10 Problems and Solutions in Middle Ear Cholesteatoma Surgery
10.1 Labyrinthine Fistula
In our experience, labyrinthine fistulas complicate about 10% of cholesteatomas we operated on (▶Fig. 10.1). In all cases of cholesteatoma, the presence of a labyrinthine fistula should be assumed during surgery until its absence is verified. Lack of any inner ear symptom or signs of a fistula does not mean that the labyrinth is intact. The lateral semicircular canal, located superficially in the vicinity of the attic, is the site most commonly involved (▶Fig. 10.2 ).
The choice between canal wall down or up technique, depends mainly on how far the disease has extended and the size of the mastoid (see Indications in Chapters 6 and 7). When canal wall down technique is used, it is better to leave the matrix on the fistula to avoid postoperative labyrinthitis. Therefore, according to our strategy in which the closed technique is used only in limited numbers of cases, the posterior wall is usually removed and the matrix is left in place. If the extent of the disease and the status of the mastoid allow the closed technique to be used, treatment of a labyrinthine fistula depends on its size. In many cases, the fistula is already large (> 2 mm) at the time of operation. In such cases and those with fistulas in the ear with better hearing, canal wall down techniques are indicated and the cholesteatoma matrix is left over the fistula, to avoid deaf ear (▶Fig. 10.3, ▶Fig. 10.4, ▶Fig. 10.5). In canal wall down tympanoplasty, since the fistula is exteriorized in the cavity with the matrix left in place, second-stage surgery for the fistula is not necessary.
Cholesteatoma with fistulas smaller than 2 mm may be treated with canal wall up techniques. When canal wall up technique is used, management of the fistula depends on its size. If the matrix is cut with a sufficient margin, the matrix covering the fistula is isolated from the surrounding area, and most of the cholesteatoma is dissected from the middle ear. To avoid keeping the inner ear open for a long time, further management on the fistula should be performed at the end of surgery when all the reconstructions are completed and materials to cover the fistula are available. If the fistula is less than 1 mm in size, the matrix covering the fistula can be removed. Blunt dissection of the matrix is done carefully with a microdissector and a small cottonoid under continuous suction irrigation (▶Fig. 10.6). The opening in the labyrinth (▶Fig. 10.7) should immediately be closed with bone paste, and the area covered with a piece of either temporal fascia or perichondrium (▶Fig. 10.8, ▶Fig. 10.9). If the matrix is adherent to the membranous labyrinth or the fistula is larger than 1 mm, the matrix is left in place, even in canal wall up technique. To reduce the epidermis and to interrupt its possible nutrient pathways, the matrix is trimmed with a sharp knife, leaving a small matrix that is less than 1 mm larger than the margin of the fistula. Meticulous care should be taken not to enter the labyrinth. If the labyrinth is entered, the matrix is removed and the fistula is managed as described above. If the canal wall up technique is implemented, second-stage surgery should be planned within 6 months. In our experience, the epidermis left over the fistula in closed technique disappears in 70% of cases, or in the remainder forms an easy-to-remove pearl at the second stage (▶Fig. 10.10).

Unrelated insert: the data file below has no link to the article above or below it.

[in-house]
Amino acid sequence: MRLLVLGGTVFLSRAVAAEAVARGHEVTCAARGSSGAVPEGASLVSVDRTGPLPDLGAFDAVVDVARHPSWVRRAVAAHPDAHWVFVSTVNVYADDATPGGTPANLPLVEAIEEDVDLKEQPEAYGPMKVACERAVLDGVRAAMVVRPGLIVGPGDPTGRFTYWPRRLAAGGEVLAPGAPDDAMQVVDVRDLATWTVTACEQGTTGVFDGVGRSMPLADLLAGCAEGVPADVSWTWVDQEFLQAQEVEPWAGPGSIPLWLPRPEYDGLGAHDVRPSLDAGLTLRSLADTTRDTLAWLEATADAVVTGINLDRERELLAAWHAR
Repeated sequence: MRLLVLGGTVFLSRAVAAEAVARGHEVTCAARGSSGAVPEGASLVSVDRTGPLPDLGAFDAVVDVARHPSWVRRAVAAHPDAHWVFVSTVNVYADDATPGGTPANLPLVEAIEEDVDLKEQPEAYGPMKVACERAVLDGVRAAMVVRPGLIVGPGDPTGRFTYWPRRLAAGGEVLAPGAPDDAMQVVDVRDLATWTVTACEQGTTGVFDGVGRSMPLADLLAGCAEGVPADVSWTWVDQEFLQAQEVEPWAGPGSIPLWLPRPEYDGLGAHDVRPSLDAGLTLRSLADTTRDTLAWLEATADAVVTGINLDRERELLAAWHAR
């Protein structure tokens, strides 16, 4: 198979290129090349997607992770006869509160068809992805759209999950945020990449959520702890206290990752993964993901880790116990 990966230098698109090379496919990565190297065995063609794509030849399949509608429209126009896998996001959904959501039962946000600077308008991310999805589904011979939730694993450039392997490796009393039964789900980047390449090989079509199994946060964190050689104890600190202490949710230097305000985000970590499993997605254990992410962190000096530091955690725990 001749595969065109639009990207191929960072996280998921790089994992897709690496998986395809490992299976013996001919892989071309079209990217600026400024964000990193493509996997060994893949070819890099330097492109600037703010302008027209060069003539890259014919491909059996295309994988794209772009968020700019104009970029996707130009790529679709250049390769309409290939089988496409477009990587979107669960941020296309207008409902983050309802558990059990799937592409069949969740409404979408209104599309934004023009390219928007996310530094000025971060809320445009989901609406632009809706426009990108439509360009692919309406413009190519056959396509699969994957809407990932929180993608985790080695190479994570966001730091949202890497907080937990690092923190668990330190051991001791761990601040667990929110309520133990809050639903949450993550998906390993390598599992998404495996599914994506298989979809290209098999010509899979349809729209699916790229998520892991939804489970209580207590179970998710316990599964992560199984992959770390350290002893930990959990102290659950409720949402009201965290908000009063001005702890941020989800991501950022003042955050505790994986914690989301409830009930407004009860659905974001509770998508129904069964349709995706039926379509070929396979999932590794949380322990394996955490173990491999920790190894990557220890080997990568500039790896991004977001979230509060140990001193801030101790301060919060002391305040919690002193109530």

In some cases, the fistulas get local inflammation that lead to closure of the semicircular canal with fibrosis. Removal of the matrix is possible in such cases even when the fistula is large. The condition can be diagnosed preoperatively with heavily T2-weighted magnetic resonance imaging (MRI). Another case of safe removal of the skin from large labyrinthine fistula is a thick coverage over it. In such condition, the surgeon can remove only the superficial part of its coverage using sharp scissors, and removal of skin without entering the labyrinth is achieved. In such cases, the area of the fistula can be covered with bone paste to reduce possibility of labyrinthitis.
10.2 Bone Erosion in the Tegmen
Bone erosion in the tegmen is seen frequently in cholesteatoma surgery. It may eventually cause meningoencephalic herniation (see Chapter 10.5). Patients with meningoencephalic herniation have a high risk of liquorrhea, meningitis, and epilepsy caused by an epileptogenic focus in the herniating brain tissue. Since the presence of both the erosion in the tegmen and labyrinthine fistulas usually mean progression of destructive process in the attic and the antrum, they often complicated with each other. In such cases, management of both complications simultaneously is required.
To prevent these complications, large erosions should be repaired with cartilage and bone paste, and the area covered with fascia. If a small area of the middle cranial fossa dura is exposed but not protrude into the canal wall up cavity, it can be left in place. If it is seen in the canal wall down cavity, a pedicled subcutaneous tissue flap may be harvested (from beneath the concha cartilage during the later meatoplasty) and placed over that area.